New York

New York FFL calling for help

45 Photos of the damage done by Sandy in NY On Friday, more than 3.7 million homes and businesses along the U.S. East Coast remained without power. Disaster modeling company Eqecat estimated Hurricane Sandy caused up to $20 billion in insured losses and $50 billion in economic losses. At the high end of the range, Sandy would rank as the fourth costliest U.S. catastrophe, according to the Insurance Information Institute, behind Hurricane Katrina in 2005, the Sept. 11, 2001, attacks and Hurricane Andrew in 1992. U.S. Secretary of Homeland Security Janet Napolitano and Federal Emergency Management Agency Deputy Administrator Richard Serino planned to visit Staten Island on Friday amid angry claims by some survivors that the borough had been ignored. Source: FOOD FOR LIFE ACTION Food for Life director in New York, Adi Purusa has been serving hot veg meals on a daily basis to underprivileged New Yorkers for decades. “Efforts are now underway to respond to the disaster as best as we can,” says Adi. “It is a way of saying, ‘I love you.’ And it doesn’t have to be a big display. Just a simple thing, giving somebody a plate of rice, vegetables, but they feel it.” To help Food for Life Global support the efforts of Adi Purusa and his FFL team in New York: Donate to the Food for Life Global 

The aftermath of Sandy – Haiti cries out for attention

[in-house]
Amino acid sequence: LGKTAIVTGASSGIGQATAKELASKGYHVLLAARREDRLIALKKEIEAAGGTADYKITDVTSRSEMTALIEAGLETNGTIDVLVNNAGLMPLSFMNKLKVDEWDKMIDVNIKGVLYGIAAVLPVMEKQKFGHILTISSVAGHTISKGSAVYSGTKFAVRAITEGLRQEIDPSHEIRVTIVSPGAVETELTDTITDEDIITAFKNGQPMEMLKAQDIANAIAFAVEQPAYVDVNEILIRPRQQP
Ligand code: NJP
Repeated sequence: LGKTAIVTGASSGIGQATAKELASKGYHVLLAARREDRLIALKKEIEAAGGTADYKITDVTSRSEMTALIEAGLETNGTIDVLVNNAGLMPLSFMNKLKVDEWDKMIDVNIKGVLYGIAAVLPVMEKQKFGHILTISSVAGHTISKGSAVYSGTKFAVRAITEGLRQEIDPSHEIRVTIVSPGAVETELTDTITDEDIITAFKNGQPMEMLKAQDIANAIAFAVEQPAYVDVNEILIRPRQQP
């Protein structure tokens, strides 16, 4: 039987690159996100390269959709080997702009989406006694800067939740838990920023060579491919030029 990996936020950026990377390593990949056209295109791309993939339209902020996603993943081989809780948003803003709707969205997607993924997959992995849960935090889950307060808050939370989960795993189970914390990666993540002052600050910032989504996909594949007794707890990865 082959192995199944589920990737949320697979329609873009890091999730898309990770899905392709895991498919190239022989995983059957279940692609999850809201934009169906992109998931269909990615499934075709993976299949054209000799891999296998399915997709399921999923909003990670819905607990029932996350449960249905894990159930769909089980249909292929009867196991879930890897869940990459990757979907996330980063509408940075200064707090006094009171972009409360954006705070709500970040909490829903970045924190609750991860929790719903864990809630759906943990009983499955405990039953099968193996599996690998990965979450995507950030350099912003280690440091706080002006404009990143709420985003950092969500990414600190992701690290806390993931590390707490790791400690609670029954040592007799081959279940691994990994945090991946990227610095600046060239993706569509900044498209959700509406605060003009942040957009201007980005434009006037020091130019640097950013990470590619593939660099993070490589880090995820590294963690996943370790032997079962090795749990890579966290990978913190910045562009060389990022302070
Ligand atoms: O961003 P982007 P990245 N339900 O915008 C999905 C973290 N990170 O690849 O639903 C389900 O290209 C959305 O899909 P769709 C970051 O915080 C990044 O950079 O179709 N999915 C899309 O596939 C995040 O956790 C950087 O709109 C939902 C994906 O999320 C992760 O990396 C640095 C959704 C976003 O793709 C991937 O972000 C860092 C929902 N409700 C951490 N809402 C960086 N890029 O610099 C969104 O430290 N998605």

Jonathan Watts in Port-au-Prince, writing for The Guardian newspaper report that, “Almost three years after the earthquake, 350,000 people in the capital of Port-au-Prince are still living in camps for displaced refugees. Over the past three years, hundreds of these refugees have been forced to flee from homes destroyed in the quake, to tents which have now been ripped and flooded in the storm, and to other temporary shelters. While much of the attention is being focused on New York, these people are still waiting for new tents and food supplies. You’d think these people would be upset over the lack of concern for their plight, but no, according to Watts, “the mood is more one of resignation that a catastrophe in a poor country is less of a story.” Although Haiti was only hit by Sandy’s tail, 54 people died and 20 are still missing. Prime minister Laurent Lamothe described Hurricane Sandy as a “disaster of major proportions”. Emmelie Prohete, a writer based in Port-au-Prince reckons: “This is not the first nor the last disaster we will have. We have seen so much worse that we are relieved there is only this.” What I personally found alarming was the fact that even before Hurricane Sandy, “Haiti had more cholera cases than the rest of the world put together. Almost 6% of the population have been affected and 7,500 people have died,’ writes Watts. The contrasts leave a sour taste in your mouth. The impact of Sandy seems to have played out in two different worlds. For example, Haitians hear on the radio how New Yorkers have suffered as a result of Sandy and they sympathise. But the reports that electricity was slowly being restored in New York contrasts dramatically with the fact that some villages in Haiti had no electricity to begin with! Dieula […]